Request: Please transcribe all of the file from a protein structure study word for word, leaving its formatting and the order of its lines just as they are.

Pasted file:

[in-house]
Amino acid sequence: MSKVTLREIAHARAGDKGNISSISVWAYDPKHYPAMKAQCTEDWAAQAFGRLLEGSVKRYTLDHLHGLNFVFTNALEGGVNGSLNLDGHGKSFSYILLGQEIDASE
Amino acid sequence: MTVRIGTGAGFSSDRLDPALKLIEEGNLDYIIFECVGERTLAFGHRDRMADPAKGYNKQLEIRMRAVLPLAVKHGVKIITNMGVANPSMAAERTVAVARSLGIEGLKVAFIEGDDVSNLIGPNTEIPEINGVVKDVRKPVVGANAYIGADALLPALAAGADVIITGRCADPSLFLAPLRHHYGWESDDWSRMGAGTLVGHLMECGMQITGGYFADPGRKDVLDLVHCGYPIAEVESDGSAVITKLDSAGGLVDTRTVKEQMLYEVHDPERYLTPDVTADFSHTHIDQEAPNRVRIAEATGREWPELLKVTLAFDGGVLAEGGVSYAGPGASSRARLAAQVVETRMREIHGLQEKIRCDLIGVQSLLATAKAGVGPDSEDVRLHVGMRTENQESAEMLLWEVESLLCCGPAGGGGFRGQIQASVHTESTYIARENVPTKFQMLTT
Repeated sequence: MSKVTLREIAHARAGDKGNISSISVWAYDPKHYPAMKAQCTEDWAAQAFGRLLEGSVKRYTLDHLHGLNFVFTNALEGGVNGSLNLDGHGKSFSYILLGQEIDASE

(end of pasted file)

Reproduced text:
[in-house]
Amino acid sequence: MSKVTLREIAHARAGDKGNISSISVWAYDPKHYPAMKAQCTEDWAAQAFGRLLEGSVKRYTLDHLHGLNFVFTNALEGGVNGSLNLDGHGKSFSYILLGQEIDASE
Amino acid sequence: MTVRIGTGAGFSSDRLDPALKLIEEGNLDYIIFECVGERTLAFGHRDRMADPAKGYNKQLEIRMRAVLPLAVKHGVKIITNMGVANPSMAAERTVAVARSLGIEGLKVAFIEGDDVSNLIGPNTEIPEINGVVKDVRKPVVGANAYIGADALLPALAAGADVIITGRCADPSLFLAPLRHHYGWESDDWSRMGAGTLVGHLMECGMQITGGYFADPGRKDVLDLVHCGYPIAEVESDGSAVITKLDSAGGLVDTRTVKEQMLYEVHDPERYLTPDVTADFSHTHIDQEAPNRVRIAEATGREWPELLKVTLAFDGGVLAEGGVSYAGPGASSRARLAAQVVETRMREIHGLQEKIRCDLIGVQSLLATAKAGVGPDSEDVRLHVGMRTENQESAEMLLWEVESLLCCGPAGGGGFRGQIQASVHTESTYIARENVPTKFQMLTT
Repeated sequence: MSKVTLREIAHARAGDKGNISSISVWAYDPKHYPAMKAQCTEDWAAQAFGRLLEGSVKRYTLDHLHGLNFVFTNALEGGVNGSLNLDGHGKSFSYILLGQEIDASE